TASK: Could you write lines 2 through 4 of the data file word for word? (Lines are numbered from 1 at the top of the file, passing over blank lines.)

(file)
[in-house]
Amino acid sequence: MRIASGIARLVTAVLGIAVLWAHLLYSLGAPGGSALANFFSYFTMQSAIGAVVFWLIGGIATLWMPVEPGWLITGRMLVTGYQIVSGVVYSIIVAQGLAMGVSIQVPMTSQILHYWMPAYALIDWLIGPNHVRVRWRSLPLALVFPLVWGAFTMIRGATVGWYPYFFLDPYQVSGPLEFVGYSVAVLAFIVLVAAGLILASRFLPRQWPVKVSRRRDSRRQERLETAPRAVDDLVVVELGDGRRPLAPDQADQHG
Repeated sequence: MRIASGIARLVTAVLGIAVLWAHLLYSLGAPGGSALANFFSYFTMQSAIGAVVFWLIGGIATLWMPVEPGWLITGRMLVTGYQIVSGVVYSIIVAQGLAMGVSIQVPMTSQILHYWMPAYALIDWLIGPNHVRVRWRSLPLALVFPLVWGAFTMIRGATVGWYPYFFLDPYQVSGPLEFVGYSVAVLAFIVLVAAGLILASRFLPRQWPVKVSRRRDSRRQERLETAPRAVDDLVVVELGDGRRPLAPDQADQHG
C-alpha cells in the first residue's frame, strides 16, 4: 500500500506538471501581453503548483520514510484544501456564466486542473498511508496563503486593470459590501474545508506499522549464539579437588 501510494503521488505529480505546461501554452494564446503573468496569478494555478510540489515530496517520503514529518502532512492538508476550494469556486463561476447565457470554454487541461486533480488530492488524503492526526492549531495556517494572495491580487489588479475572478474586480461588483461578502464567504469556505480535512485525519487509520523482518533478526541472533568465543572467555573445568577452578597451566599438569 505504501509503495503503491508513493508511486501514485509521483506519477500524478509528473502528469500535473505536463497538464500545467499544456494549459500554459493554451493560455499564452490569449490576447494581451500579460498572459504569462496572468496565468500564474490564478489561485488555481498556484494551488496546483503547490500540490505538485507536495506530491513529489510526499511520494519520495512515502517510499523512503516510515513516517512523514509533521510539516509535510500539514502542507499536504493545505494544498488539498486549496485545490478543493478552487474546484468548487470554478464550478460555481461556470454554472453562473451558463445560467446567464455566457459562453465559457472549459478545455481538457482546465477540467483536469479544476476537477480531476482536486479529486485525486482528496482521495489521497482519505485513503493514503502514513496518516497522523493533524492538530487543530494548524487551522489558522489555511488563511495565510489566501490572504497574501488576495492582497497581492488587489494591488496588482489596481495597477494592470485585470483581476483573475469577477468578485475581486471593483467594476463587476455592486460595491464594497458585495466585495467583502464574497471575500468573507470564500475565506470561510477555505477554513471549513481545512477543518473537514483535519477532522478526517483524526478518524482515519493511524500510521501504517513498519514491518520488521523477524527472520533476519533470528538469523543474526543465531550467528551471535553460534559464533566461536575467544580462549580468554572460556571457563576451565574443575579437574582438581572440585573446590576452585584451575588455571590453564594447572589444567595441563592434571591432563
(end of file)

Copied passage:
Amino acid sequence: MRIASGIARLVTAVLGIAVLWAHLLYSLGAPGGSALANFFSYFTMQSAIGAVVFWLIGGIATLWMPVEPGWLITGRMLVTGYQIVSGVVYSIIVAQGLAMGVSIQVPMTSQILHYWMPAYALIDWLIGPNHVRVRWRSLPLALVFPLVWGAFTMIRGATVGWYPYFFLDPYQVSGPLEFVGYSVAVLAFIVLVAAGLILASRFLPRQWPVKVSRRRDSRRQERLETAPRAVDDLVVVELGDGRRPLAPDQADQHG
Repeated sequence: MRIASGIARLVTAVLGIAVLWAHLLYSLGAPGGSALANFFSYFTMQSAIGAVVFWLIGGIATLWMPVEPGWLITGRMLVTGYQIVSGVVYSIIVAQGLAMGVSIQVPMTSQILHYWMPAYALIDWLIGPNHVRVRWRSLPLALVFPLVWGAFTMIRGATVGWYPYFFLDPYQVSGPLEFVGYSVAVLAFIVLVAAGLILASRFLPRQWPVKVSRRRDSRRQERLETAPRAVDDLVVVELGDGRRPLAPDQADQHG
C-alpha cells in the first residue's frame, strides 16, 4: 500500500506538471501581453503548483520514510484544501456564466486542473498511508496563503486593470459590501474545508506499522549464539579437588 501510494503521488505529480505546461501554452494564446503573468496569478494555478510540489515530496517520503514529518502532512492538508476550494469556486463561476447565457470554454487541461486533480488530492488524503492526526492549531495556517494572495491580487489588479475572478474586480461588483461578502464567504469556505480535512485525519487509520523482518533478526541472533568465543572467555573445568577452578597451566599438569 505504501509503495503503491508513493508511486501514485509521483506519477500524478509528473502528469500535473505536463497538464500545467499544456494549459500554459493554451493560455499564452490569449490576447494581451500579460498572459504569462496572468496565468500564474490564478489561485488555481498556484494551488496546483503547490500540490505538485507536495506530491513529489510526499511520494519520495512515502517510499523512503516510515513516517512523514509533521510539516509535510500539514502542507499536504493545505494544498488539498486549496485545490478543493478552487474546484468548487470554478464550478460555481461556470454554472453562473451558463445560467446567464455566457459562453465559457472549459478545455481538457482546465477540467483536469479544476476537477480531476482536486479529486485525486482528496482521495489521497482519505485513503493514503502514513496518516497522523493533524492538530487543530494548524487551522489558522489555511488563511495565510489566501490572504497574501488576495492582497497581492488587489494591488496588482489596481495597477494592470485585470483581476483573475469577477468578485475581486471593483467594476463587476455592486460595491464594497458585495466585495467583502464574497471575500468573507470564500475565506470561510477555505477554513471549513481545512477543518473537514483535519477532522478526517483524526478518524482515519493511524500510521501504517513498519514491518520488521523477524527472520533476519533470528538469523543474526543465531550467528551471535553460534559464533566461536575467544580462549580468554572460556571457563576451565574443575579437574582438581572440585573446590576452585584451575588455571590453564594447572589444567595441563592434571591432563